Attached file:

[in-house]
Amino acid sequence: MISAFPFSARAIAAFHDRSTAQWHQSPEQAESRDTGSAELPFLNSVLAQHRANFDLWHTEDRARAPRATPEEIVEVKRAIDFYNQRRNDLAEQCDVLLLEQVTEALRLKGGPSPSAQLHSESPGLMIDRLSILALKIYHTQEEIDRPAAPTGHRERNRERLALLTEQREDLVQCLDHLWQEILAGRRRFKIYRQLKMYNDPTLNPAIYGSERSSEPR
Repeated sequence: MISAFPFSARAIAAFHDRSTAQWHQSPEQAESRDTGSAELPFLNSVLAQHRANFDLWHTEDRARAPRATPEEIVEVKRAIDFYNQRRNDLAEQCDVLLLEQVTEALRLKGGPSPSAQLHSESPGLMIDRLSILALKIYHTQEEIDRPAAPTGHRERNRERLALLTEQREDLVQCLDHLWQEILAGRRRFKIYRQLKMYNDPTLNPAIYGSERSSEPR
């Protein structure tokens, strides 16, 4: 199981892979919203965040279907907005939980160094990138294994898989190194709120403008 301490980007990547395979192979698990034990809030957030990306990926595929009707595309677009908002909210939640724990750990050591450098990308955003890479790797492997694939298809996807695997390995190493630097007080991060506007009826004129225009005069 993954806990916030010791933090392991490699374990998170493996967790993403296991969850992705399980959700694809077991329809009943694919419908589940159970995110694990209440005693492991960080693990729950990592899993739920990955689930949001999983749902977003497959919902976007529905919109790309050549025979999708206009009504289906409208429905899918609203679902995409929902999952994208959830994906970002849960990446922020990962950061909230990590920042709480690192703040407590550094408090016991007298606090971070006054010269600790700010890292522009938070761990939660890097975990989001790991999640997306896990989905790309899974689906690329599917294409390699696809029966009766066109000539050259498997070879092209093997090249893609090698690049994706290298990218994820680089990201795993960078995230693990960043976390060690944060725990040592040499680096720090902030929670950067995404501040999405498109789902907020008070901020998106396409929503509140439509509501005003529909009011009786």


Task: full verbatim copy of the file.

[in-house]
Amino acid sequence: MISAFPFSARAIAAFHDRSTAQWHQSPEQAESRDTGSAELPFLNSVLAQHRANFDLWHTEDRARAPRATPEEIVEVKRAIDFYNQRRNDLAEQCDVLLLEQVTEALRLKGGPSPSAQLHSESPGLMIDRLSILALKIYHTQEEIDRPAAPTGHRERNRERLALLTEQREDLVQCLDHLWQEILAGRRRFKIYRQLKMYNDPTLNPAIYGSERSSEPR
Repeated sequence: MISAFPFSARAIAAFHDRSTAQWHQSPEQAESRDTGSAELPFLNSVLAQHRANFDLWHTEDRARAPRATPEEIVEVKRAIDFYNQRRNDLAEQCDVLLLEQVTEALRLKGGPSPSAQLHSESPGLMIDRLSILALKIYHTQEEIDRPAAPTGHRERNRERLALLTEQREDLVQCLDHLWQEILAGRRRFKIYRQLKMYNDPTLNPAIYGSERSSEPR
């Protein structure tokens, strides 16, 4: 199981892979919203965040279907907005939980160094990138294994898989190194709120403008 301490980007990547395979192979698990034990809030957030990306990926595929009707595309677009908002909210939640724990750990050591450098990308955003890479790797492997694939298809996807695997390995190493630097007080991060506007009826004129225009005069 993954806990916030010791933090392991490699374990998170493996967790993403296991969850992705399980959700694809077991329809009943694919419908589940159970995110694990209440005693492991960080693990729950990592899993739920990955689930949001999983749902977003497959919902976007529905919109790309050549025979999708206009009504289906409208429905899918609203679902995409929902999952994208959830994906970002849960990446922020990962950061909230990590920042709480690192703040407590550094408090016991007298606090971070006054010269600790700010890292522009938070761990939660890097975990989001790991999640997306896990989905790309899974689906690329599917294409390699696809029966009766066109000539050259498997070879092209093997090249893609090698690049994706290298990218994820680089990201795993960078995230693990960043976390060690944060725990040592040499680096720090902030929670950067995404501040999405498109789902907020008070901020998106396409929503509140439509509501005003529909009011009786």